Jack’s Walk

Make a wish ©voyager, all rights reserved

While I was waiting at a stoplight today I watched a woman bend over to pick up her dog’s poop. She wore an expression of total disgust on her face and after she’d bagged the offending item she held it gingerly between her thumb and index finger as far away from her body as her arm would reach. She then took about 10 steps, stopped and set the bag down in front of a light standard and walked away.

I’ve seen bags of poop on the ground a few times and I’ve always just assumed that someone forgot it. I’ve done that – set the bag down while I fiddle with my camera and then forget to pick it up.* This wasn’t that, though. This was deliberately making her dog’s poop someone else’s problem. Someone like me who walks with a trash bag because I don’t like litter.  I think there should be a rule that if you aren’t prepared to deal with your dog’s shit then you shouldn’t have a dog.

 

*I almost always go back to pick it up.

Residence Sunflowers – Part 4 – Bugs

Not sure what these are doing there, but they sure do like them sunflowers, the green and fuzzy parts especially.

Funny thing is that I get the best results with macro photography with my cheapo macro lens that I have build from a magnifying glass, paper tube and a thread reduction ring for lenses. But all pictures made with it have significant chromatic aberration. Someday I will write about how to correct it in Photoshop. The first photo in this post is ideal for that.

© Charly, all rights reserved. Click for full size.

© Charly, all rights reserved. Click for full size.

© Charly, all rights reserved. Click for full size.

© Charly, all rights reserved. Click for full size.

© Charly, all rights reserved. Click for full size.

Cornflower

A lovely blue flower courtesy of Avalus who says,

A beautiful Cornflower, next to a field of wheat. Since last year, farmers are encouraged to leave the borders of their fields unplowed and many plants have found new niches. I have cycled this road for over 7 years and these are the first cornflowers I have seen there. I hope next year, there will be more.

Kornblume ©Avalus, all rights reserved

Jack’s Walk

The Marcus Magic Comb in action. ©voyager, all rights reserved

Jack doesn’t do a heavy shed in the springtime because normally we go to the east coast for the summer. There he swims in the cold water of the Gulf of St. Lawrence almost every day and he needs a bit of extra fluff for insulation and added buoyancy. This year we fooled him, though, and stayed home in good old hot and humid Ontario. The poor boy spent his summer with too much hair and despite all the hot weather he kept his undercoat. Now, as the weather cools down Jack has finally decided to shed all that hair and OMG is there a lot of it. His undercoat is blondish and it wads up in tufts that pull out like feathers and explode into handfuls. It’s almost like magic. That photo was taken after only a few passes with our Marcus Magic Comb and there seems to be no end to the hair that comes out. I can brush him until my arms are sore and still the hair keeps coming. Anyone want to borrow a dog for a few weeks?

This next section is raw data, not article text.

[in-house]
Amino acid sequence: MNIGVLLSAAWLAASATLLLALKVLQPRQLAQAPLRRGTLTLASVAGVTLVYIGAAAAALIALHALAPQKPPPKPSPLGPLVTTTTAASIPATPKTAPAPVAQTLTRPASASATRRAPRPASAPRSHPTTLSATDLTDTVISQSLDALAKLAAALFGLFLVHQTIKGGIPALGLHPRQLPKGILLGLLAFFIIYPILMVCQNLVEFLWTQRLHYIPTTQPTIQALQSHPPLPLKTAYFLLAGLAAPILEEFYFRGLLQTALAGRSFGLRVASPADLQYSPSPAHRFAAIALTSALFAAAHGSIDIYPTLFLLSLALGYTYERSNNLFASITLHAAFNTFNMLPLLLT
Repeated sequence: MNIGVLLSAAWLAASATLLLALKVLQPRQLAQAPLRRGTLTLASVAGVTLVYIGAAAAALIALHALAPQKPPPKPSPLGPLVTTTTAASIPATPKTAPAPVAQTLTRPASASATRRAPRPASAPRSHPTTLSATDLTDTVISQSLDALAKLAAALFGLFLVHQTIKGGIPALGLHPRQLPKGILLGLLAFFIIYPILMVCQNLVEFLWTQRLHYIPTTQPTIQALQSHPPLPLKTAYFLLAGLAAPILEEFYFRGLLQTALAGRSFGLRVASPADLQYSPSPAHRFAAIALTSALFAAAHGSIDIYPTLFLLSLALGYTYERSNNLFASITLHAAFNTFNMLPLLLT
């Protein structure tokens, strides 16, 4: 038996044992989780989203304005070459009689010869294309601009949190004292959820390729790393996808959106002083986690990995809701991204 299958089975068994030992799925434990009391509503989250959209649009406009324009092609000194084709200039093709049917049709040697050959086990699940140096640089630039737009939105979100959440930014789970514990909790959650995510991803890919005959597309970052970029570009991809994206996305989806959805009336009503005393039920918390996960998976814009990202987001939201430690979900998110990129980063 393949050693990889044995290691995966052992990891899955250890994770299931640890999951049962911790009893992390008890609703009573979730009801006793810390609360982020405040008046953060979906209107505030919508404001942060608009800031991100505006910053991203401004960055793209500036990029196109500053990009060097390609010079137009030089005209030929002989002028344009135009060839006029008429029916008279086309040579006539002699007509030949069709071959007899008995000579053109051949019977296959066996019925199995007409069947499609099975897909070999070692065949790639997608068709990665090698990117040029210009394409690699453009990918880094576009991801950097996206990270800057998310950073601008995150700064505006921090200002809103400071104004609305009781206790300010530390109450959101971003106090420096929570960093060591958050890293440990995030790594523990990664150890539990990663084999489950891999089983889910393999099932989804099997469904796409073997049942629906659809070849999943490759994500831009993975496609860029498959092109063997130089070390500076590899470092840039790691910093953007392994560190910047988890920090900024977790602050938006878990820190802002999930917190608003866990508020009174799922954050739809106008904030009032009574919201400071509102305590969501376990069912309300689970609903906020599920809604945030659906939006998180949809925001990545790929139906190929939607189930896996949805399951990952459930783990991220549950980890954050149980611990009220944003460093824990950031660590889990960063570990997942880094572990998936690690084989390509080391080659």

Residence Sunflowers – Part 3 – The Thieves

Yellowjackets are lousy pollinators. From a gardening point of view they are pests. They scavenge and steal and eat whatever they find and sometimes destroy. In this particular case, I have caught one munching on the stem. The wasp has bitten into it and probably munched on the sap. It definitively was not just cooling off its heels in the shade, her mandibles were moving and she took her time on that spot.

What the ones on the leaves were doing I have no idea, but I never saw one even near the blossoms.

© Charly, all rights reserved. Click for full size.

© Charly, all rights reserved. Click for full size.

© Charly, all rights reserved. Click for full size.

Jack’s Walk

©voyager, all rights reserved

Our weather has turned cooler over the past few days and the change has been enough to make me take stock of the season. It seems so soon this year, but already I can see the signs of summer passing into fall. The undergrowth in the forest is thinning out and the edges of a few leaves have started to take on a hint of yellow or brown. Fields have been harvested and the farmer’s markets are filled with autumn fare – beets, carrots, squash, potatoes, even the apple harvest has begun. It’s my favourite time of year.

 

Residence Sunflowers – Part 2 – The Buds

I do like the way sunflowers look even before they fully blossom. There is something soothing about the deep fresh green, fuzziness and the prickly look that speaks to me.

And some of the residents seem to prefer the green buds over the fully open blossoms.

© Charly, all rights reserved. Click for full size.

© Charly, all rights reserved. Click for full size.

© Charly, all rights reserved. Click for full size.

© Charly, all rights reserved. Click for full size.

© Charly, all rights reserved. Click for full size.

The circle of life

Nature as we imagine for children is this sweet place with fluffy bunnies with chequered hankies, and when we grow up we still call it “Mother Nature” as if it were some nurturing, benevolent entity. Actual nature doesn’t care for that shit. It’s a cruel and violent place where 90% of baby bunnies don’t get to see a second summer. But in nature, death is never wasteful. One animals tragic death is another’s lucky find. So here’s an unlucky shrew and a been grass snake, and some very happy insects and ant.

©Giliell, all rights reserved

©Giliell, all rights reserved